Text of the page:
Background: Although global interest in integrative healthcare (IHC) has escalated over the past few decades, stakeholder perspectives and preferences in relation to IHC remain poorly understood. Our study aimed to address this knowledge gap by exploring Australian health consumer (HC) and healthcare provider (HCP) understanding, attitudes and preferences for an IHC service delivery model, and to translate these views into an operational framework for IHC. Method: The research used a cross-sectional study design. Eligible persons were informed of the study using a multi-modal recruitment approach. Adult HCs and HCPs from any medical, nursing, allied and traditional and complementary medicine discipline, who had internet access and resided in Australia, were eligible to complete the 55-item online questionnaire. Results: Four hundred and nine participants completed the survey. HCs and HCPs shared a common understanding of, and positive attitude towards, IHC. When asked about the IHC service delivery model, participants advocated the provision of diverse healthcare and support services across multiple centres, to individuals mainly presenting with chronic/terminal conditions. The preference was for these services to be charged as fee-for-service, paid using a split payment system, and managed by a customised team of clinicians following triage by a non-medical staff member. These findings were subsequently translated into an operational framework for IHC. Conclusions: This is first known study to translate HC and HCP attitudes and preferences into an operational framework for IHC. A logical next step of this work will be to ascertain the feasibility of this model in primary care.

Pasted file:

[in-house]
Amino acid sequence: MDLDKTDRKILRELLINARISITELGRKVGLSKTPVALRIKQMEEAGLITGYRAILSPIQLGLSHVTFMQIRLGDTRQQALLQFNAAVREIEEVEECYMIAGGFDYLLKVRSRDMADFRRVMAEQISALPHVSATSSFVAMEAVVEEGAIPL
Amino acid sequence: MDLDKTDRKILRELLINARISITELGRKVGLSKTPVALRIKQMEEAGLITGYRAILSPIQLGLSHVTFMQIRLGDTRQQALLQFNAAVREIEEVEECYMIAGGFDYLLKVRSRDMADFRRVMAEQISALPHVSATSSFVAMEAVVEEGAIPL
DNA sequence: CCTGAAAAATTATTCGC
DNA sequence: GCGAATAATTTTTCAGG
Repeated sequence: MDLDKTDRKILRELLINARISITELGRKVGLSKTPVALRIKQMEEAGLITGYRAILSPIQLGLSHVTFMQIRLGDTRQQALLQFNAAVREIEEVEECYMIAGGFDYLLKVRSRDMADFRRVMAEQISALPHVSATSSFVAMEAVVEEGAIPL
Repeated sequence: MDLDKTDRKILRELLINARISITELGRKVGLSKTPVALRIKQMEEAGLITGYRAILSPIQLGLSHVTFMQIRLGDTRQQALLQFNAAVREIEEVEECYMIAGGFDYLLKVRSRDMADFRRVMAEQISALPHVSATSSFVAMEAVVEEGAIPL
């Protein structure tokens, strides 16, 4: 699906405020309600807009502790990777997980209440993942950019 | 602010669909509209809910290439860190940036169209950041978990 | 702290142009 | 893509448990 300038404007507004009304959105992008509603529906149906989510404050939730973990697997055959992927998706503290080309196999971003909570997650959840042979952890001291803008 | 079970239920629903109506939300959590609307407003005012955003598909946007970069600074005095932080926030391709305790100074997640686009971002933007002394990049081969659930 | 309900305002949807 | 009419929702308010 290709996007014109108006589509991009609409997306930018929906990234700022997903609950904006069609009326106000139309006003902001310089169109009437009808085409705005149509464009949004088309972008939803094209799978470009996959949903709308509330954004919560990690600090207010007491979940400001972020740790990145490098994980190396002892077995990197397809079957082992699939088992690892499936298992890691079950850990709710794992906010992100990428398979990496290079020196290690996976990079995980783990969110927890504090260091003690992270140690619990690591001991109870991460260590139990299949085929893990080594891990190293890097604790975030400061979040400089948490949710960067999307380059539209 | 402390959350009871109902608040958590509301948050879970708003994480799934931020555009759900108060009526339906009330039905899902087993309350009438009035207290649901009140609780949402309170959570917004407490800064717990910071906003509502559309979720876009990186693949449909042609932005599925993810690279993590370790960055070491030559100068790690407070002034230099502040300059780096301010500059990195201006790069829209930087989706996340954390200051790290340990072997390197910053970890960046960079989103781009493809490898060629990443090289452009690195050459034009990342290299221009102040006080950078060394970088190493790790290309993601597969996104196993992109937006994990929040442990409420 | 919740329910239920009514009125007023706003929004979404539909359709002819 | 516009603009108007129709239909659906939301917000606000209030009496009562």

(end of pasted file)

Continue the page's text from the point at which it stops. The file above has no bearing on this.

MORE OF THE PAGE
- Integrative healthcare
- Integrative medicine